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Surgery. 1988 Dec;104(6):1074-9.

The time course of beta cell dysfunction in chronic ethanol-induced pancreatitis: a prospective analysis.

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Department of Surgery, University of Texas Medical Branch, Galveston 77550.


Insulin-glucose homeostasis was examined in 62 patients with chronic pancreatitis (CP). All patients were graded on the basis of test results from five studies: (1) endoscopic retrograde cholangiopancreatography, (2) fat-stimulated release of pancreatic polypeptide (PP), (3) NBT-bentiromide PABA test, (4) 72-hour fecal fat test, and (5) oral glucose tolerance test (OGTT). Patients with CP were graded as either mild/moderate or severe by means of a scoring system that we devised and have previously reported. Nineteen patients were graded as mild/moderate and 43 patients were graded as severe. The endocrine function of non-beta and beta islet cells was compared by assessing release of PP after fat and by release of insulin during OGTT. Release of PP was depressed in 58%, and the depressed output was found in only patients with a severe grade of CP. Forty-four of 62 patients (71%) with CP had abnormal OGTT findings; the distribution of this abnormality was not greatly different between mild/moderate and severe grades. Depressed release of insulin was seen in 58% (36 of 62)--more commonly in patients with a severe grade (10%) but also in 32% of patients with a mild/moderate grade. A subset of patients with CP sustains early beta-cell dysfunction. We conclude that decreased output of PP is a more reliable measure of functional deficit and stage in CP.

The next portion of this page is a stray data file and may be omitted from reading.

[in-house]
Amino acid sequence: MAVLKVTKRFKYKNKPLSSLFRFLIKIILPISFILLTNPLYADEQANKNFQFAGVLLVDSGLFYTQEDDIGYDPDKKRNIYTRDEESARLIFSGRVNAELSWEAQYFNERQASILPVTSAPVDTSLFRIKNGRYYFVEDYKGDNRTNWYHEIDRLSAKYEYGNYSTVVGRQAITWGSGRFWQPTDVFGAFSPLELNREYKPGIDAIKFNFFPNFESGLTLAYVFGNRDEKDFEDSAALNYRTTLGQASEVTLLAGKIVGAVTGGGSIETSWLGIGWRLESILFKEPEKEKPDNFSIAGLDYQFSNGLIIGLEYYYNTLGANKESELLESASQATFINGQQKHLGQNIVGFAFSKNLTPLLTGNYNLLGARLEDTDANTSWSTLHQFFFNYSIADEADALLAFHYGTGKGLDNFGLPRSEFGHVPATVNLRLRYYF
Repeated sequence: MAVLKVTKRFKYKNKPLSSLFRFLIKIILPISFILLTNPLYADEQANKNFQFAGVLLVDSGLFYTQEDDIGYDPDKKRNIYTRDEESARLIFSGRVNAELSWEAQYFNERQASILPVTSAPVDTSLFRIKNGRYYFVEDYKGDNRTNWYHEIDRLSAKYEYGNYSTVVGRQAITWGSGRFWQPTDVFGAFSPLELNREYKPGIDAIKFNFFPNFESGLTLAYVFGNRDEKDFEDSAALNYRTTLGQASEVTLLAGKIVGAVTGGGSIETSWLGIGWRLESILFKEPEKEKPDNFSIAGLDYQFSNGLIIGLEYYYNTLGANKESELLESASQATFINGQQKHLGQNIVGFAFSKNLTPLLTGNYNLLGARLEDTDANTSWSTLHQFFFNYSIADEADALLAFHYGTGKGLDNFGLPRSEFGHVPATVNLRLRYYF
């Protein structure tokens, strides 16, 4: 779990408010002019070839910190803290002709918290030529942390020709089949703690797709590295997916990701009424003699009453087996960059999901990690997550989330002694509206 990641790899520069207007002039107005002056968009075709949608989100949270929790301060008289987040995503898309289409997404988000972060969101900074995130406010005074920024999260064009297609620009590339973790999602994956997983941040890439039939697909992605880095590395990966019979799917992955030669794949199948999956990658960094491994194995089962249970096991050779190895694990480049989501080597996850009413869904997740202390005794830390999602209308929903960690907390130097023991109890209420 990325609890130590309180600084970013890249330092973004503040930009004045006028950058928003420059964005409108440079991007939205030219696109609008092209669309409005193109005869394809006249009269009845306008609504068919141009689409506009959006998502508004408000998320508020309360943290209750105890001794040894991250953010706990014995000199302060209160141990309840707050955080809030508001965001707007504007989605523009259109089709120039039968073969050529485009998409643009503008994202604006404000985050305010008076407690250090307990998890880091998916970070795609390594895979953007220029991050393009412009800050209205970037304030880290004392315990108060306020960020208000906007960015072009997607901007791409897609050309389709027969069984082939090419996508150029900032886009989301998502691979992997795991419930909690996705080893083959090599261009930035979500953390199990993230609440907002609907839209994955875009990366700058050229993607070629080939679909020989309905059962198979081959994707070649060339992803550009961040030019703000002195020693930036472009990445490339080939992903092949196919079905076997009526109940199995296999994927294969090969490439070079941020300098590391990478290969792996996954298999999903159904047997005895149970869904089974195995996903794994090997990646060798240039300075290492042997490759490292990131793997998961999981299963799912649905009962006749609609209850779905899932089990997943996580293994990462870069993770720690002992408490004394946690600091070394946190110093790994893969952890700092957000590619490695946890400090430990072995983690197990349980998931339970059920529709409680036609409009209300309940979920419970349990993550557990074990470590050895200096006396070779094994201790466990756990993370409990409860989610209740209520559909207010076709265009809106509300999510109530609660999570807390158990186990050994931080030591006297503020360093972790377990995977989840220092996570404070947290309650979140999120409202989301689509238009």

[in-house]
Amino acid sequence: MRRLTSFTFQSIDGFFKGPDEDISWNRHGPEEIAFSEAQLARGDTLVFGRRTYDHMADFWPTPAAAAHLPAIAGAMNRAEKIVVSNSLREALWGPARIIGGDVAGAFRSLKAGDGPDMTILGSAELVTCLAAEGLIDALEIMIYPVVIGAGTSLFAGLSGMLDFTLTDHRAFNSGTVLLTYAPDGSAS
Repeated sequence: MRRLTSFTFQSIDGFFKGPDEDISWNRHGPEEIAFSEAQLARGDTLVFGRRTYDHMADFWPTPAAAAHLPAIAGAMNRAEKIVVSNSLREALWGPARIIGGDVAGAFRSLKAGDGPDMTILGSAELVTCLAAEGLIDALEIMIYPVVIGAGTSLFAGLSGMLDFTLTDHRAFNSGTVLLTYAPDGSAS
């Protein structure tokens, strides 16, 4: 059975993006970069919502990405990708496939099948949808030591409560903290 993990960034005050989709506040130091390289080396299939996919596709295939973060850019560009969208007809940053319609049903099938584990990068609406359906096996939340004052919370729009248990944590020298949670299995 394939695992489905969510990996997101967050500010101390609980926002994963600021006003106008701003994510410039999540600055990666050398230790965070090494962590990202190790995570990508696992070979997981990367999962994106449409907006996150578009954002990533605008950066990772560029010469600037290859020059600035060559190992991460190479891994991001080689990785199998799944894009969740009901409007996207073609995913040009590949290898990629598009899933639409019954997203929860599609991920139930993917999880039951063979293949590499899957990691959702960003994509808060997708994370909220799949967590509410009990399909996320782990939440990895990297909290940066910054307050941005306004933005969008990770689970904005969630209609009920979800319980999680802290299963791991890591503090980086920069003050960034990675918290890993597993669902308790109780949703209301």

[Indexed for MEDLINE]

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